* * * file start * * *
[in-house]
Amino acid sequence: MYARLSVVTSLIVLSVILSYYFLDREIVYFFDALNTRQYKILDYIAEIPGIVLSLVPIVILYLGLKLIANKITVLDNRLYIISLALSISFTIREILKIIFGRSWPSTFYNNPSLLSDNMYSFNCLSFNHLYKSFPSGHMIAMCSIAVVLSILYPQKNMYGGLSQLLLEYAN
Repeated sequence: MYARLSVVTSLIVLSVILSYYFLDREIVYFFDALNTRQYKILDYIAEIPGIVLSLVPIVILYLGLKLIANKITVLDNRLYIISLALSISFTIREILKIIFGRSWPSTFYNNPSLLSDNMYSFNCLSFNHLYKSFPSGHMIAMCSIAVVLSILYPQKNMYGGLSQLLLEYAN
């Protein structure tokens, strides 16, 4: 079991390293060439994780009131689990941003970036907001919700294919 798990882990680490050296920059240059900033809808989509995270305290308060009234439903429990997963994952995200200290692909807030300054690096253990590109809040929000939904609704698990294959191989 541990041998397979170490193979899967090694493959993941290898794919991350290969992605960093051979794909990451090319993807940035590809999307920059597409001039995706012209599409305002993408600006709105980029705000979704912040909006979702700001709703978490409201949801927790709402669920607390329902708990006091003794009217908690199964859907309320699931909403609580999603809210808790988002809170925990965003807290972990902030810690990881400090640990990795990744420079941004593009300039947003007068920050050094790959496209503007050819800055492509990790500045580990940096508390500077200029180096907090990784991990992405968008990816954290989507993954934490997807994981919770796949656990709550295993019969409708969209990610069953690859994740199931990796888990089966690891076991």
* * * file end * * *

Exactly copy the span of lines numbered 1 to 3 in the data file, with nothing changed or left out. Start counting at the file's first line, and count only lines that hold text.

[in-house]
Amino acid sequence: MYARLSVVTSLIVLSVILSYYFLDREIVYFFDALNTRQYKILDYIAEIPGIVLSLVPIVILYLGLKLIANKITVLDNRLYIISLALSISFTIREILKIIFGRSWPSTFYNNPSLLSDNMYSFNCLSFNHLYKSFPSGHMIAMCSIAVVLSILYPQKNMYGGLSQLLLEYAN
Repeated sequence: MYARLSVVTSLIVLSVILSYYFLDREIVYFFDALNTRQYKILDYIAEIPGIVLSLVPIVILYLGLKLIANKITVLDNRLYIISLALSISFTIREILKIIFGRSWPSTFYNNPSLLSDNMYSFNCLSFNHLYKSFPSGHMIAMCSIAVVLSILYPQKNMYGGLSQLLLEYAN